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Gig by James Lovegrove

Mik Dyer is a rock star.  Kim Reid is his number one fan.  Mik has had enough of the shallowness and emptiness of the rock-star lifestyle and wants to end it all.  Kim becomes his willing nemesis, eager to do anything to fulfill her idol’s wishes.

The two have never met, but Kim knows what Mik wants from her.  His lyrics, and a drug-induced vision, have given her all the instructions and inspiration she needs.

As Mik’s band God Dog return to their hometown for the final gig on their latest tour, there’s more than just songs on the set-list.  The audience is in for a night they’ll never forget…

Gig by James Lovegrove, the latest e-book release from Anarchy Books, has an interesting premise. The same story is told in two books, each book covering a different character’s point of view. The two narrative strands begin separately, but gradually start to interweave with one another as they head toward the same moment.

Kim and Mik are essentially the alternate sides of the same coin. Mik appears to have everything you could ever want – fame, money, talent. Kim meanwhile, is living in a grubby squat. Barely existing, she survives by dealing drugs to rich kids. Both of them are adrift in life, missing some key component of their character, each are flawed in some way. Each book elegantly picks apart their personalities and prepares the reader for their inevitable meeting. Of the two, Kim seems especially well realised. I suppose it is easier to relate to her situation. Who hasn’t obsessed a little about a public figure? On the other hand Mik is so consumed by his past he appears to be bordering on alien and otherworldly.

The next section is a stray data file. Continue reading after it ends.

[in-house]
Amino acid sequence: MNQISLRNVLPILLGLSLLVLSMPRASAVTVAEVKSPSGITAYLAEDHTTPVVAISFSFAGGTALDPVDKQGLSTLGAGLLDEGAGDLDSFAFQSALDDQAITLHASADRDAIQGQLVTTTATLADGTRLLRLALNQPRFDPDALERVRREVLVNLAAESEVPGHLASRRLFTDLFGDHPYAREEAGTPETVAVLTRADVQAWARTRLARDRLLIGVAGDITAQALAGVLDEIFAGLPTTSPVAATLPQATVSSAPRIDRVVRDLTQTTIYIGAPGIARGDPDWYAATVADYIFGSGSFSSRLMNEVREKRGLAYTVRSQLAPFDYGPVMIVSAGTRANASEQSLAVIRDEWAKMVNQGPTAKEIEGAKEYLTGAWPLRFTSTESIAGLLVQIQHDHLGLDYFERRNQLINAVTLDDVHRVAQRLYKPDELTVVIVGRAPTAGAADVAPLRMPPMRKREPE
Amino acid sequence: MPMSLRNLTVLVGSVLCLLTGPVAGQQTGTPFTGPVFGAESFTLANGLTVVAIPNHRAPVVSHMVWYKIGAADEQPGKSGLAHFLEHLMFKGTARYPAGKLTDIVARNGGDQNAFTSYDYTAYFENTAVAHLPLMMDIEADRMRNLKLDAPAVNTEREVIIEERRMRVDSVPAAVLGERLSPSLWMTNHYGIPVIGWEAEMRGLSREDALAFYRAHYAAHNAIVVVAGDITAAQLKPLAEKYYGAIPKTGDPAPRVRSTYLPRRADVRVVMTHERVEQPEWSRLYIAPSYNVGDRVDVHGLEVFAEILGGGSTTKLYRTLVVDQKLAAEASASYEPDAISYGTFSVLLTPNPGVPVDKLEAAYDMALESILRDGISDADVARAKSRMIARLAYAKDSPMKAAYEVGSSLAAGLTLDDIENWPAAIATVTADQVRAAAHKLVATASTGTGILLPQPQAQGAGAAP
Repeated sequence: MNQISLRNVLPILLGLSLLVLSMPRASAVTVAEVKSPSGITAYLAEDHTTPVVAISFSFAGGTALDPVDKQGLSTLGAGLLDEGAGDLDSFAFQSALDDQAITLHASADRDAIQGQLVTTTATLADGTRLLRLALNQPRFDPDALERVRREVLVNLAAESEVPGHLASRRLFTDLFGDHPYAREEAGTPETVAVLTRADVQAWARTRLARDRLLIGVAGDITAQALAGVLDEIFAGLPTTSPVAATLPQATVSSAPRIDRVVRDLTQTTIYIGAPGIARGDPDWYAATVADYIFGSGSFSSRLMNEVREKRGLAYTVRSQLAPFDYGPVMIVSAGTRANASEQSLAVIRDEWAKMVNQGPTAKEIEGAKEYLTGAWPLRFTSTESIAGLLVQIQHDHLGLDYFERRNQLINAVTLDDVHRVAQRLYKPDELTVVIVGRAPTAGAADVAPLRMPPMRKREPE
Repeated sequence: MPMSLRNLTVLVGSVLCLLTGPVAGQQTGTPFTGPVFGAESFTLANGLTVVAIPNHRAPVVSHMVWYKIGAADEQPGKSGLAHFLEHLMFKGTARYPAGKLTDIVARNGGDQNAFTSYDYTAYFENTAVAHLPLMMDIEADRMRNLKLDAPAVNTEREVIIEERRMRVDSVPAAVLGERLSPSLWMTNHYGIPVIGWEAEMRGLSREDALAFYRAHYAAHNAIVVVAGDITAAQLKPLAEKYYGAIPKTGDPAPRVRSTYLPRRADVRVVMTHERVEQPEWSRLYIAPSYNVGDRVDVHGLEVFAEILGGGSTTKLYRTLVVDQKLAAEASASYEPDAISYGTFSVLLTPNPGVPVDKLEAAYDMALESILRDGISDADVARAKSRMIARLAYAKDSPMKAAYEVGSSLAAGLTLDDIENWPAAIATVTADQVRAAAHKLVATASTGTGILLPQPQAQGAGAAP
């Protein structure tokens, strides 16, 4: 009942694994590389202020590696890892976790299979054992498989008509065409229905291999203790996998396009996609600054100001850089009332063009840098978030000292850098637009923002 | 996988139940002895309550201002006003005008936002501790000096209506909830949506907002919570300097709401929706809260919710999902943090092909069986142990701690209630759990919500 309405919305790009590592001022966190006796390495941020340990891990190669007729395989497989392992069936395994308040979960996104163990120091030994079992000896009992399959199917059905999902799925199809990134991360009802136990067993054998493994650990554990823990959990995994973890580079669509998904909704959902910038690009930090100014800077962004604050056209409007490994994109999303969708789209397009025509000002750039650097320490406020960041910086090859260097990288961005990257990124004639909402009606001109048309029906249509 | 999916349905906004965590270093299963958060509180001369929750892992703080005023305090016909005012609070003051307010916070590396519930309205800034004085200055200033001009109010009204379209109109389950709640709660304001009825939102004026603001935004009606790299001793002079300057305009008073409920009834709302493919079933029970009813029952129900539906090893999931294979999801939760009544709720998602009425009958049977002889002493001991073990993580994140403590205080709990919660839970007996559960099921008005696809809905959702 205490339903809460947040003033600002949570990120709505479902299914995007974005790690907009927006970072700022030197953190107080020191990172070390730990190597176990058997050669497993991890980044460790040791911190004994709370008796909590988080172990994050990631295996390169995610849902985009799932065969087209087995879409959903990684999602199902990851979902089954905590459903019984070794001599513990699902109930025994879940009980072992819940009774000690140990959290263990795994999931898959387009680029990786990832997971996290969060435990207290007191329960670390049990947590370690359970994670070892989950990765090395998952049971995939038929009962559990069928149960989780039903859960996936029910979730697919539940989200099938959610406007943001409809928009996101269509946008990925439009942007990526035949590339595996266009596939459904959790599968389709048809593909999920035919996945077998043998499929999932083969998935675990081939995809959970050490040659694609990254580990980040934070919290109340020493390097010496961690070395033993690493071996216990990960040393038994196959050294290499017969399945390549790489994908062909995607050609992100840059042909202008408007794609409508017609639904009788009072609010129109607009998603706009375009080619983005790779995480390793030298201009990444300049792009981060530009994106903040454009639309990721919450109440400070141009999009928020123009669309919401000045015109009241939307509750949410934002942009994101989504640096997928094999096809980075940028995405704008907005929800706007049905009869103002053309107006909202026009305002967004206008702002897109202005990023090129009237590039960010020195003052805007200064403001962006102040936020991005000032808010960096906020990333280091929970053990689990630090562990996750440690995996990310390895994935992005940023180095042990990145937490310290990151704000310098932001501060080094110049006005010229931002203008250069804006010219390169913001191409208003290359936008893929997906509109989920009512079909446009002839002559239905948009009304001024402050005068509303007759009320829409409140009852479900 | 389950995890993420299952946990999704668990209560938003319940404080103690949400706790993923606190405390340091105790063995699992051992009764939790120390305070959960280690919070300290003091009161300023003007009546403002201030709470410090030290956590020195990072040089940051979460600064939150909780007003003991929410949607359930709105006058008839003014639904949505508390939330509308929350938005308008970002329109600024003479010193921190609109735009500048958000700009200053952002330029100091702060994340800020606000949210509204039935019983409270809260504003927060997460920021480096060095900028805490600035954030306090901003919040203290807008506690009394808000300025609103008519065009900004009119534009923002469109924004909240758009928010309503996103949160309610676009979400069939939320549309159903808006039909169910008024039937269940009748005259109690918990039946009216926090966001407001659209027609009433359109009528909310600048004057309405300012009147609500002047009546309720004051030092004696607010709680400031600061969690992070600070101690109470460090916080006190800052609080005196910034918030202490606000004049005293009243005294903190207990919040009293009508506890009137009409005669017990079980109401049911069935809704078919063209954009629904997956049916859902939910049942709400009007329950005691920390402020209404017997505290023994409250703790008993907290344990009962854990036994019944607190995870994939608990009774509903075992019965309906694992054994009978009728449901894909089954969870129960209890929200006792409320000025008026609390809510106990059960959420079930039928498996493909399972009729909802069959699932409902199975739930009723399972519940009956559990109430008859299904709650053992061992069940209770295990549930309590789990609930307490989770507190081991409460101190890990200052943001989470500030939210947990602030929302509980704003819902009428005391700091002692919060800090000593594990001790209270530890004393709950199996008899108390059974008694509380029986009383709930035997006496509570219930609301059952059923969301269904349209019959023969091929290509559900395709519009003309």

Gig is an eclectic mash-up, there are so many ideas bouncing off one another it almost defies classification. From my somewhat limited perspective, I found elements of mysticism and magic mixed liberally with psychological horror, as well as nods to urban fantasy. I’m sure that when others read Gig they will latch onto their own interpretations and insights. This is one of the novels most unique points – everyone will get something different from the experience. At its core, however, it is a story of two people who have lost their own identities and are desperately trying to reclaim themselves. Lovegrove’s writing explores the nature of duality and the complexity of obsessive behavior. It is utterly compelling stuff. Put it this way I received my copy of Gig yesterday morning and by seven thirty last night I had read both books.

It is hardly a surprise to discover that this is a novel that works on more than one level. As a technical exercise, Lovegrove obviously delights in playing with the language he is using, there are many palindromes and volvograms scattered throughout the text. They highlight again the dual nature of the story. As I read, it became a bit of a contest to try and spot them all.

Gig may sound dark, and I think it is fair to say that it is, but there are also some splendidly unexpected laughs in there as well. In this author’s vision of an alternate Britain, music fans are an incredibly serious bunch. So much so for example, that fans of The Beatles have splintered into two separate groups (spot another reference to duality there) The Earlies and The Lates. Each group is convinced that the band was better at the time period that they prefer. Their pitched battle on the streets of Rotor City was a comic highlight. Kim’s attempts to get an all access pass to see God Dog also provides some darkly funny moments.

Splitting the book into two distinct parts is an intriguing concept and I was surprised how well it worked. The quality of the writing is so good that once I finished part one I was compelled to immediately start part two without hesitation. Initially I had to make a decision about which half of the novel to read first. On a whim I opted to follow Kim’s story and then Mik’s. I now have to admit an insane curiosity about how much this decision has skewed my understanding of their characters. Did reading about Kim first make me more sympathetic to her character? Did my perceptions of Kim make me feel less empathy towards Mik? If I had decided to read the books they other way around would I feel differently? This reading experience has certainly left me with a lot to mull over. I think that I will let some time pass, a year or two perhaps, and then revisit Gig. Maybe next time out I’ll read Mik’s story first.

Gig is available from Anarchy Books from Friday 16th September.

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